Laminitis, like many conditions, is a description of the effect rather than its cause. That is the condition is an inflammation of the lamellar and may be caused by a number of factors including physical damage, bacterial toxins (disease), metabolic conditions – EMS, IR & Cushing’s Disease - and diet.
In the case of diet, nutritional imbalance can trigger an effect, but the best-known “culprit” is probably the feeding of excess non-structural carbohydrates, such as starch or fructans. This generates high levels of lactic acid, which increases the absorption of negative factors from the hindgut.
What is a common factor is the inundation of tissues with oxidative, inflammatory, toxic and vaso-constrictive parameters in the extremities (limbs) due to – in part - reduced circulation, compared to the body core.
Why then are non-structural carbohydrates particularly implicated whilst structural ones (fibres) are not? The answer is relatively simple. It depends on the microbes in the gut.
The gut of the horse has three major areas; the stomach, the foregut or small intestine and the hindgut. In order to process the fibrous food that is its natural diet, the hindgut is disproportionately large compared with the rest of the gastro-intestinal tract and acts as a fermentation chamber. The stomach produces acid to condition feed – especially to denature protein and initiate the breakdown of starch, while the small intestine bombards feed with enzymes and absorbs the resultant nutrients. This means that the large intestine deals with those nutrients that aren’t absorbed or cannot be broken down by the horse’s enzymes.
It is a combination of the available nutrients and the acidity along different portions of the gut, that dictate the populations of microbes, from acid loving lactobacilli in the stomach, to more basic preferring cellulytic bacteria in the hindgut. In conjunction with recent research, that 15% of starch, 10% of oil, up to 70% of protein and 95% of fibre leave the small intestine undigested, the hindgut is major area of fibre fermentation. Whilst there are 100’s of cellulytic bacteria per ml in the stomach and small intestine, there are millions per ml in the large intestine. However the numbers of lactic producing bacteria and lactic utilising bacteria do not change significantly along the length of the intestine.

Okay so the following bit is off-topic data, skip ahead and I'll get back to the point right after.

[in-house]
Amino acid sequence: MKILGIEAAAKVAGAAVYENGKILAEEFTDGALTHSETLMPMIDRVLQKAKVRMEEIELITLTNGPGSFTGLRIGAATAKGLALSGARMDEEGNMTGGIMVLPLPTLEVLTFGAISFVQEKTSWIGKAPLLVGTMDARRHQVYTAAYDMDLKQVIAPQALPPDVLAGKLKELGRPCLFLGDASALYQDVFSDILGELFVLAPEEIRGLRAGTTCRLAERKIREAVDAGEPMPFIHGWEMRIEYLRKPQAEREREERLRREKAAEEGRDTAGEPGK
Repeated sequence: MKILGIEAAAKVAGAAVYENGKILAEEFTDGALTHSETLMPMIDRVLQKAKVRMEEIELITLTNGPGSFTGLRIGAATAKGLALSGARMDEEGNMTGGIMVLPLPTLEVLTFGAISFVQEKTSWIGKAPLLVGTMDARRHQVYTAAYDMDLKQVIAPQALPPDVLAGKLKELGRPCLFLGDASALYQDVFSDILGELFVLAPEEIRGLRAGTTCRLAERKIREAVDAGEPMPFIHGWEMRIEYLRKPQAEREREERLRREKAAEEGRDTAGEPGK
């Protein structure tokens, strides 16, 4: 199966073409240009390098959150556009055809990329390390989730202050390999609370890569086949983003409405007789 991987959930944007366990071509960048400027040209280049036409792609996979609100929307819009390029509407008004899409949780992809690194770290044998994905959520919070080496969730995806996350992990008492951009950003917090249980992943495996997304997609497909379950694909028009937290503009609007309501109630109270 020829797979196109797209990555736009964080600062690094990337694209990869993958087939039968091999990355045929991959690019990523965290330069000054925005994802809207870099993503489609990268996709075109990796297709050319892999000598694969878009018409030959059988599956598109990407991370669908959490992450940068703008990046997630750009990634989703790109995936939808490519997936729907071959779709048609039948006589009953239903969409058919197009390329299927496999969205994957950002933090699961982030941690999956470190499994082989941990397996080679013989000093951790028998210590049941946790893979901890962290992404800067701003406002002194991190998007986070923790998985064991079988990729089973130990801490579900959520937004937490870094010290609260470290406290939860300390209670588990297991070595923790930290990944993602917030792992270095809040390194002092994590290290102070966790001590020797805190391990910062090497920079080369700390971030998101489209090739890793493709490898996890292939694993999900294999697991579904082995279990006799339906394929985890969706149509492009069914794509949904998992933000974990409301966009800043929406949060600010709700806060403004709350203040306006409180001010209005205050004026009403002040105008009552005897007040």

This means that, in a normal horse, whilst the starch and sugars that are not digested are broken down to lactic acid along the length of the gut, the lactic utilising bacteria take this lactic acid and convert it to volatile fatty acids, or slow release energy. Even when the starch level of a diet increases, the relative numbers of the lactic producers and lactic utilisers remains relatively constant and so there does not appear to be a nett increase in lactic acid in the hindgut. Obviously this is a fairly simplistic explanation, as there are many species of bacteria and other micro-organisms in the hindgut but the overall effect holds true: nett lactic acid production, irrespective of the diet (as long as it remains within reasonable limits) remains constant and so there is no “cue” to initiate the process of endotoxin absorption, vaso-constriction and inflammation. Meanwhile the cellulytic bacteria (and those that utilise other fibre structures) carry on generating slow release energy.
So why is the laminitic different, and why is it that individuals come down with laminitis whilst their pasture mates seem immune?
Recent research has shown that there are two major effects at work. Firstly, dietary change. In intestinally diseased horses there is a concomitant decrease of fibre utilisers (Fibrobacter, Ruminococcaceae) and a rise in lactic producers (Lactobacilli, Bacilli, Streptococci) in the hindgut, whilst lactic utilisers (Veillonellaceae) remain constant. Nett result is increasing lactic acid and endotoxins from the destruction of the fibre users.
The second factor is probably the decider, in that it appears to be that which determines whether a horse will be laminitic or not.
Laminitic horses have a higher diversity of hindgut microbes than “normal” horses. Researchers publishing their work in BMC Veterinary Research discovered that, using the diversity index of OTU, that laminitic horses had around 20% greater diversity of species. Because of the complexity of microbial systems it is not possible to identify them all but the research concluded that not only were there were large differences in the numbers of microbes common to laminitic and normal horses, but laminitics also had far greater populations of two Clostridiales genera.
This research is in early stages, the authors pointing out that many species are uncharacterised and future investigation is warranted, but identification of species such as some similar to Mitsuokella jalaluinii – which has been shown to generate massive amounts of lactic acid (22.6 mM compared to 3.7 mM from Lactobacillus delbrueckii) – indicates how diversity may upset the lactic producing/lactic utilising balance.
We are still some way from being able to identify laminitis potential from hindgut microbial proportions, but we are moving in the right direction.
For more information on Fibre-Beet or Speedi-Beet please contact British Horse Feeds on 01765 680300 or visit www.britishhorsefeeds.com